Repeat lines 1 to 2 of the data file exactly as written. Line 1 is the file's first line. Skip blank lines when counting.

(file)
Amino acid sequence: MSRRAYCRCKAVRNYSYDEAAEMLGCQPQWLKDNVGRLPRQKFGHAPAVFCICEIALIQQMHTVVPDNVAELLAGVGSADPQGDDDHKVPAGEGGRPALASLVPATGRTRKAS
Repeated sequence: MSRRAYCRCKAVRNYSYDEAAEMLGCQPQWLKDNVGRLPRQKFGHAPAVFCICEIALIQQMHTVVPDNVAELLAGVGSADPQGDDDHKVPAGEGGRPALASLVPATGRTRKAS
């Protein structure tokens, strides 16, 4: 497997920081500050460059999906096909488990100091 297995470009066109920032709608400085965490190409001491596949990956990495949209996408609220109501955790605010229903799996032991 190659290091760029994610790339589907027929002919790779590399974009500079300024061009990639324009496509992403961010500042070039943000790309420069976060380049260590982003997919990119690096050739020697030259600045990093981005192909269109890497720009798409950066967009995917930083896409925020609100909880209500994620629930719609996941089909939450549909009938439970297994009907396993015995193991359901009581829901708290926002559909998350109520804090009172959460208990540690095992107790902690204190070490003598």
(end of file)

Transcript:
Amino acid sequence: MSRRAYCRCKAVRNYSYDEAAEMLGCQPQWLKDNVGRLPRQKFGHAPAVFCICEIALIQQMHTVVPDNVAELLAGVGSADPQGDDDHKVPAGEGGRPALASLVPATGRTRKAS
Repeated sequence: MSRRAYCRCKAVRNYSYDEAAEMLGCQPQWLKDNVGRLPRQKFGHAPAVFCICEIALIQQMHTVVPDNVAELLAGVGSADPQGDDDHKVPAGEGGRPALASLVPATGRTRKAS